From the Editors 35.2


Dear Ornament Reader,


From our earliest moments as conscious spirits, life has been an infinite celebration of the divine residing in each of us, of making something from nothing, with tools fashioned by mind, heart and hand. We turn our attention to the new year of 2012 with this appreciation held close to our own mind, heart and hand as we present our gift to you—an Ornament that continues to respond to and fulfill our personal and professional mission to educate, inform and inspire. We invite you to add your vision to ours, as together we reach for our higher and better qualities of making planet Earth a little more meaningful, a little more beautiful, and a little bit better.

David Updike writes of Philadelphia jeweler Michael Manthey in Heavy Metal Alchemist—Manthey says: “I believe art is the safe in which you manage to keep your soul. If I were the last person on earth, I would probably continue making jewelry and hanging it in the trees around me. That’s the kind of fool I am.” If Manthey is truly a fool, then we need many, many more like him to enrich our lives.

Patty Grazini is a Seattle artist with a passion for paper which she turns into extraordinary costumes for her creatures, and we thought her unique form of costuming should be included in Ornament. Author Robin Updike was enchanted by Grazini’s figures and in the interview Grazini illuminated part of why animals are primary to her work. “I think that when we look at a human face, there is some sort of interaction that goes on. Some faces are so dear and appealing, and some aren’t. But I don’t think that happens when we look at animals,” she says.

In Glen Brown’s article Nature Refined on Kansas jeweler Heather Bayless, he considers how “the recovery of a naïve vision—a perspective on nature that hearkens back to the simplicity of childhood and the raw experience of early humankind—is today perhaps a greater artistic challenge than at any time since the Romantic poet Samuel Taylor Coleridge discerned the ‘character and privilege of genius’ is an ability to reinvest the world of daily experience with ‘the child’s sense of wonder and novelty.’ ”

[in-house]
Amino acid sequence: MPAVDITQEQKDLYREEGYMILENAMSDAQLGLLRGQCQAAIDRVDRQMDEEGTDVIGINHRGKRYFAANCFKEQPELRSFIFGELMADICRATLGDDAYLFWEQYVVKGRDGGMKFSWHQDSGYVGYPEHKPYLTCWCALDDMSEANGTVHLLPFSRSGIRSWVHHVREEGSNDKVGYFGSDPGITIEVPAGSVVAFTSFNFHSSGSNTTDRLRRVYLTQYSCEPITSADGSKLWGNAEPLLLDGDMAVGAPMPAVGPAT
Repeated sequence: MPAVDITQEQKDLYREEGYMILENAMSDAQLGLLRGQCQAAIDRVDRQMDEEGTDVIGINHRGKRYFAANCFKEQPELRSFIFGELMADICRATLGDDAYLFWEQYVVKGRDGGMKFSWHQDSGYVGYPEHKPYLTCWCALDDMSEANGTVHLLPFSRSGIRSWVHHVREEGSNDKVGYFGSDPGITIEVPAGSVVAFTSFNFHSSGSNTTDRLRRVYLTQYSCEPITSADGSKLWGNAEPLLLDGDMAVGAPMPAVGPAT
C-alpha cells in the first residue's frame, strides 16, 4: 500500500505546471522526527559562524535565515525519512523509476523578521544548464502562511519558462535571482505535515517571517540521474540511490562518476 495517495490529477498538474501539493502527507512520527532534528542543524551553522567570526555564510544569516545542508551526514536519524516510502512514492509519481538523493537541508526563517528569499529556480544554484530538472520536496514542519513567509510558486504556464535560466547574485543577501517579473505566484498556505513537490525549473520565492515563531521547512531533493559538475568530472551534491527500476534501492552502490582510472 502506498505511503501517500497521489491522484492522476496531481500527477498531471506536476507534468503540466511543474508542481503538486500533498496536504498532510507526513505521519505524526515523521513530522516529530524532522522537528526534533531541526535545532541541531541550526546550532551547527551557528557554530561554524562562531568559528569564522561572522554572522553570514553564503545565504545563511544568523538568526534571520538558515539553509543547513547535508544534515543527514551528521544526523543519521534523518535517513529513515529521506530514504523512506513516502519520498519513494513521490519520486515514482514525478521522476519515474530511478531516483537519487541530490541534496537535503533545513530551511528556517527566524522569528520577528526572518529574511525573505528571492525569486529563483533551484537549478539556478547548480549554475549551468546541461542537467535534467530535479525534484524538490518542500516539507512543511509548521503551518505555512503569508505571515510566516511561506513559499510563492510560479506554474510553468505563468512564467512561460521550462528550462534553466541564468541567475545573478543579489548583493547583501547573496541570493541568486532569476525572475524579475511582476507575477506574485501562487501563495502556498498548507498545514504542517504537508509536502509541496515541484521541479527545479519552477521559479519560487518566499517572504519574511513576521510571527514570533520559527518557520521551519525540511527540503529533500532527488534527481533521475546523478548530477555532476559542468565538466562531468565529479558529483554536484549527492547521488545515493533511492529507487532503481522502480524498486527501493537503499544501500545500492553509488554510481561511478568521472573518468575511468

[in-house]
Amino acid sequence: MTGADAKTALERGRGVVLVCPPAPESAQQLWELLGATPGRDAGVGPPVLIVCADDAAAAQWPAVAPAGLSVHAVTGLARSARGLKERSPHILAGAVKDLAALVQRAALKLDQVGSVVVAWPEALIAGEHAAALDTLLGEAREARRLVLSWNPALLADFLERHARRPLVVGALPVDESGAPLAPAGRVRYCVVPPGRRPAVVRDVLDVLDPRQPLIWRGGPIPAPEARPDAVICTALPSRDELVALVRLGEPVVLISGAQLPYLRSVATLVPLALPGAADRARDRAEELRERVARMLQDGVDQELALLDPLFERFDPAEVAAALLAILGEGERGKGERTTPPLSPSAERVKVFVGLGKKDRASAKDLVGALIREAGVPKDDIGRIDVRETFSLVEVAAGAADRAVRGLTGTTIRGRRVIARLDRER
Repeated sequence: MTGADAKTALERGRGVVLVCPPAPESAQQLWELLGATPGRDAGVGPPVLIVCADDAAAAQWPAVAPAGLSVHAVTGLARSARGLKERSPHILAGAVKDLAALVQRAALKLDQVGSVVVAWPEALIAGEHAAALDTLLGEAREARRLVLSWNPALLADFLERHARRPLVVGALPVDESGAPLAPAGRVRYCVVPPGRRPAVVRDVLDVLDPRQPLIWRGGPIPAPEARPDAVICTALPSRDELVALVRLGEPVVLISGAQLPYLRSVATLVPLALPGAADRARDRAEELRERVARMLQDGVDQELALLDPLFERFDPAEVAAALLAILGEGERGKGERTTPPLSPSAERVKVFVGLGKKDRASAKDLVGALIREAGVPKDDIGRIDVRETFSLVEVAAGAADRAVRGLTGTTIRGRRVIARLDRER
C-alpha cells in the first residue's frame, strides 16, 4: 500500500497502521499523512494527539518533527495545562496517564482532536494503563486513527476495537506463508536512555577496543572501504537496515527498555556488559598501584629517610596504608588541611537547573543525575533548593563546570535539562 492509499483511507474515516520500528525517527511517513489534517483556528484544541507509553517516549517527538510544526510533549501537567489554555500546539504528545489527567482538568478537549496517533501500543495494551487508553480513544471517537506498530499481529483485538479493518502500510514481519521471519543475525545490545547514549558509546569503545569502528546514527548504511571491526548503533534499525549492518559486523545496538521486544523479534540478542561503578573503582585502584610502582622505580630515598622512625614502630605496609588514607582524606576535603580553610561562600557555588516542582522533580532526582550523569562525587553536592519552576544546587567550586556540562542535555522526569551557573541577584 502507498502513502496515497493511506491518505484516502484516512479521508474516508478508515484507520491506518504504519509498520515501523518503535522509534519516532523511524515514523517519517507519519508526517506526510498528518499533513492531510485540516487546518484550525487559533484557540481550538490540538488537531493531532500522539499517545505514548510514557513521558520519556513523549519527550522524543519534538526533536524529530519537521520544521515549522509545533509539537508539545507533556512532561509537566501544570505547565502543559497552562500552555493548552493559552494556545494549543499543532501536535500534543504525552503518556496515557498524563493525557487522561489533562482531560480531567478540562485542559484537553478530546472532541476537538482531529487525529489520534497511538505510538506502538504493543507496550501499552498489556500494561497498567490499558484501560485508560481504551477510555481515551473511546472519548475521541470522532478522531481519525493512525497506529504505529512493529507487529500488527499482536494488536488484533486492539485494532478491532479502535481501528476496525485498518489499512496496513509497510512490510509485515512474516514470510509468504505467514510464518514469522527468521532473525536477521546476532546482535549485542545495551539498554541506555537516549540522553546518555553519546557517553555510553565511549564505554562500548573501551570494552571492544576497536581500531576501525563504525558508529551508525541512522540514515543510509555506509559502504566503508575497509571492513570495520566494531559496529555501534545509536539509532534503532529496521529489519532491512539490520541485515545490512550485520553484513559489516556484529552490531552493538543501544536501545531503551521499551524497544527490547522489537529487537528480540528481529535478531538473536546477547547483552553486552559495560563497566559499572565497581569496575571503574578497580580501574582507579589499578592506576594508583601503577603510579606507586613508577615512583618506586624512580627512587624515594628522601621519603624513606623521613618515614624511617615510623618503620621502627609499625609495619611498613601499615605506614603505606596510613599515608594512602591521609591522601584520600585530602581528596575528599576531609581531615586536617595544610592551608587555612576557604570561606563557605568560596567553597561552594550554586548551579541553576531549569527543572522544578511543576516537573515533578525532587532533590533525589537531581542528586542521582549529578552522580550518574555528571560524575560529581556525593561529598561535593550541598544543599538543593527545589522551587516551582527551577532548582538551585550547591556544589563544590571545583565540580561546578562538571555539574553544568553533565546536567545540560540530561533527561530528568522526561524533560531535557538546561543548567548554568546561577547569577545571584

Ashley Callahan reports on the viewpoint of North Carolina jeweler Joanna Gollberg in An Unsentimental View of Jewelry. In a discussion about the art jewelry world, Gollberg says: “There is a movement that is going to happen, I know it, where people are going to focus on making as a business, or a lot of people aren’t going to be able to make anymore.” She is committed to the concept that “the more jewelry you sell, the more jewelry you can make.”

Kimberly Chrisman-Campbell takes on Paris fashion designer Jean Paul Gaultier in From Street to Chic. “Thirty-five years,” she writes, “is a long time to be an enfant terrible. Though he will turn sixty in April, Jean Paul Gaultier’s childlike humor and naughtiness has never been diminished—or duplicated.” Evidently so, because a rather notable, celebrated exhibition of Gaultier is now touring, extending into 2013 at major museums throughout the world.

Thank you for being part of our Ornament world, and let us keep moving forward, together. Welcome to another new second, minute, hour, a new day, a new year, continuing the cycle of life, to be embraced and loved.


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Our upcoming issue 37.4 contains


Nubian Jewelry

Kate Mensah

Philadelphia Craft Show


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